Saudi 2017 budget based on rationalization, not skimping

Some parties want to harm the reputation of the Saudi economy via mouthpieces whose orientations or identity are affiliated with Iran

Turki Aldakhil
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The 2017 Saudi budget was announced recently. Expenditure is estimated at 890 billion riyals while revenues are estimated at 692 billion riyals. The estimated deficit will be 33 percent less than the 2016 budget. In 2016, the budget deficit was 297 billion riyals while in 2017 it’s estimated at 198 billion riyals.

Saudi King Salman voiced the necessity of accurately executing the 2017 state budget as the upcoming budget will harmonize with Vision 2030 considering it’s the basic plan to no longer be dependent on oil and to focus on non-oil revenues. This is the core of development between the two budgets.

Some parties want to harm the reputation of the Saudi economy via mouthpieces whose orientations or identity are affiliated with Iran. Their aim is to intimidate people with unfounded crises or with imaginary measures that burden citizens. All these attempts aim to intimidate and spread false rumors.

If we take a look at the budgets of countries in the region or at the budgets of the international community’s governments, we will see the reasonable effects the Saudi budget expects compared with other countries that suffer from deficit which weakened them. Many of these countries could not overcome their setbacks due to their political follies and social tyranny. Take Iran as an example, considering it calls for gloating and preying on others the most.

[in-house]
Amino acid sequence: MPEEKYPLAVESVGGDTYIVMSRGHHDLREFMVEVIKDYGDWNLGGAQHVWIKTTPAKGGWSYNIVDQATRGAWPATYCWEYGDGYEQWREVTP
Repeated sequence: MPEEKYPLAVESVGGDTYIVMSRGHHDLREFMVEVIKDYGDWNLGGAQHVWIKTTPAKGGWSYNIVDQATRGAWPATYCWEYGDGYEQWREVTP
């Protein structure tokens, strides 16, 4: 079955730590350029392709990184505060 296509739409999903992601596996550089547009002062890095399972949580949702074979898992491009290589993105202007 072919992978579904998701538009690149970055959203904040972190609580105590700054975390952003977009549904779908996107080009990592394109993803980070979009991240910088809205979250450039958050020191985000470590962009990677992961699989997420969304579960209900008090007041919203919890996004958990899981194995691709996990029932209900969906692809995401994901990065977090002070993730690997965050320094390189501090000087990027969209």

The Saudi society however is more aware than others and it will not be shaken by the fuss of those spreading false rumors.

This article was first published in Okaz on December 25, 2016.



Turki Aldakhil is the General Manager of Al Arabiya News Channel. He began his career as a print journalist, covering politics and culture for the Saudi newspapers Okaz, Al-Riyadh and Al-Watan. He then moved to pan-Arab daily Al-Hayat and pan-Arab news magazine Al-Majalla. Turki later became a radio correspondent for the French-owned pan-Arab Radio Monte Carlo and MBC FM. He proceeded to Elaph, an online news magazine and, the news channel’s online platform. Over a ten-year period, Dakhil’s weekly Al Arabiya talk show “Edaat” (Spotlights) provided an opportunity for proponents of Arab and Islamic social reform to make their case to a mass audience. Turki also owns Al Mesbar Studies and Research Centre and Madarek Publishing House in Dubai. He has received several awards and honors, including the America Abroad Media annual award for his role in supporting civil society, human rights and advancing women’s roles in Gulf societies. He tweets @TurkiAldakhil.

Disclaimer: Views expressed by writers in this section are their own and do not reflect Al Arabiya English's point-of-view.
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